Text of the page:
Article 1, Section 8, line 11 of the US Constitution states that Congress shall have the power:
“To declare War, grant Letters of Marque and Reprisal, and make Rules concerning Captures on Land and Water.”
“Letters of Marque and Reprisal” are the official way a pirate becomes a privateer, authorized to capture foreign vessels. The most famous privateer, of course, was, Sir Francis Drake:
Sir Francis Drake, vice admiral (c. 1540 – 28 January 1596) was an English sea captain, privateer, navigator, slaver, and politician of the Elizabethan era. Drake carried out the second circumnavigation of the world in a single expedition, from 1577 to 1580, and was the first to complete the voyage as captain while leading the expedition throughout the entire circumnavigation. With his incursion into the Pacific Ocean, he inaugurated an era of privateering and piracy in the western coast of the Americas—an area that had previously been free of piracy.
Specifically, he inaugurated the Age of Piracy in the Pacific by introducing non-Spanish ships into the ecosystem.
In 1243, King Henry III authorized the first privateers in English law, and the crown began issuing official Letters of Marque in 1295. These early letters authorized a kind of “private war,” allowing their recipients to avenge themselves against some foreign ship or ships of a foreign nation more generally for some previous harm. (Until 1620, an application for Letters of Marque had to include the shipowner’s estimate of losses they had previously suffered at the target’s hands.)
By the 16th century, the Letters had shifted from serving purely personal interests to allowing private shipowners to become a kind of auxillary navy, capturing the ships of enemy nations and profiting from the sale of their goods.
Business could be quite profitable for these “legal pirates”–for example, the tiny, Channel Island of Guernsey netted 900,000 Pounds worth of American and French ships during the American Revolution.
Like modern day mercenaries, enterprising pirates like Jean Lafitte who wished to practice their profession with less risk of being hanged by land-based authorities, shopped around from country to country for Letters of Marque. When one war ended and hostilities ended between two countries, privateers moved on to the next conflict, and offered their services to the new countries involved. After his employ by the Americans during the War of 1812, Lafitte offered his services to the Spanish against Mexican revolutionaries, giving himself cover to establish a smuggling station in Galveston, Texas (then part of Spain.) When he was driven from Galveston, he offered his services to the Cubans, and when they tired of him, he obtained Letters from Colombia.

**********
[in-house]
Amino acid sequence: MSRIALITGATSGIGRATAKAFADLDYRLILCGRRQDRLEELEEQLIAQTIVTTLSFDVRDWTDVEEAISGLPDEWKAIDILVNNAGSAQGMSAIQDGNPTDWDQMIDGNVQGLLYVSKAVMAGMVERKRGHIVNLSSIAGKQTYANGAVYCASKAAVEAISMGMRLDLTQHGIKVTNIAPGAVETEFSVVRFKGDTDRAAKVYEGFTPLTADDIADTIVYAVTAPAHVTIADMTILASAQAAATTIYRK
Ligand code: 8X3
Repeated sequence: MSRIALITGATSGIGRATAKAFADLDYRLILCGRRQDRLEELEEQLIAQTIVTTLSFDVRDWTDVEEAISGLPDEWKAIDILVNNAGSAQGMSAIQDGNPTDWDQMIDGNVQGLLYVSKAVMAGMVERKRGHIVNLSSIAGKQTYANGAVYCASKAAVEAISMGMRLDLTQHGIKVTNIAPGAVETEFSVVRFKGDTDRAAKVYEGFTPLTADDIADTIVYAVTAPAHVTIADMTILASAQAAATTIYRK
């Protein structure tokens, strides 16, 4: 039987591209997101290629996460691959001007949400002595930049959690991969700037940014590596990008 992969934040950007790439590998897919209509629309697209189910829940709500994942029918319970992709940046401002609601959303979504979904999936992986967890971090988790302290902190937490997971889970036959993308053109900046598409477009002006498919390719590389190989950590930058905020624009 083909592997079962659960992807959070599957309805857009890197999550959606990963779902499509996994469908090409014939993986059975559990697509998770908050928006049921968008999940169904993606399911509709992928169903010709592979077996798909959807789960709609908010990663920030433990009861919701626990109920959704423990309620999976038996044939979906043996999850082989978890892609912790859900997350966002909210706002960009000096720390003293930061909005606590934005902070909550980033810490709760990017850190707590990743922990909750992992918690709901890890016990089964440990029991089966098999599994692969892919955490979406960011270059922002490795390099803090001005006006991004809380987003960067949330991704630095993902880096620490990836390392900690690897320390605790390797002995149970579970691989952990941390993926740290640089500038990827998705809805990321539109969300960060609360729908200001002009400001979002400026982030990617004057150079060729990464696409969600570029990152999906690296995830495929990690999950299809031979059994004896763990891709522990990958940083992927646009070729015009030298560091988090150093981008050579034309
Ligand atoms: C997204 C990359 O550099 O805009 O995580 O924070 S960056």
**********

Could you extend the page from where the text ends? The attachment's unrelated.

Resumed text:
At times, the Letters of Marque seem to have been used less against legitimate enemies of the state and more for pure gain:
The East India Company arranged for letters of marque for its East Indiamen such as the Lord Nelson, not so that they could carry cannons to fend off warships, privateers, and pirates on their voyages to India and China—that they could do without permission—but so that, should they have the opportunity to take a prize, they could do so without being guilty of piracy.
That said, Letters of Marque did obligate their holders to observe the rules of war toward the sailors (and vessels) they captured, rather than massacre them in the piratical way. Captured sailors and other passengers were supposed to be treated as prisoners of war and returned unharmed to land. Admiralty Courts could revoke the letters–and even fine privateers–if they did not. Similarly, privateers could not just abscond with captured goods, but had to turn them over to the Admiralty Courts, which would auction them off and then give the privateers part of the profits.
Likewise, if the navy of a foreign country captured a ship bearing Letters of Marque, they were supposed to not just execute the sailors but treat them like POWs. However, in many cases countries did not recognize the validity of other countries’ Letters, partly because they didn’t recognize those countries and partly because they were at war with them. During the Civil War, the Union charged a crew of Confederate privateers with piracy and threatened to hang them. The case was only resolved in the privateers’ favor when Confederate president Jefferson Davis threatened to retaliate by hanging Union POWs.
The infamous Captain William Kidd, though he had an official Letter of Marque signed by King William III of England, was hanged as a pirate in 1701. Whether Kidd was actually a pirate or just a privateer who was unjustly accused is still a matter of debate.
Letters of Marque fell out of fashion after the end of the Crimean War in 1856, (though land-locked and navy-free Bolivia was still issuing them in 1879 to anyone willing to attack Chilean ships.) The US government hasn’t issued any Letters since 1815, but there was some confusion during WWII about whether the Goodyear Blimps were official privateers.
This was not as absurd as it sounds–the confusion arose because the blimps, with armed civilian crews, were flying anti-submarine patrols off the coast of California. But they had not been issued official Letters of Marque, and so were not privateers.
Ron Paul, a Constitutionally-interested guy, has tried to revive Letters of Marque to fight against “air pirates” like the 9-11 attackers. Similar to hiring Blackwater in Iraq, his proposal would have let the president issue Letters of Marque against specific terrorists and Somali pirates. But so far, his bills have not become laws and Letters of Marque have not returned.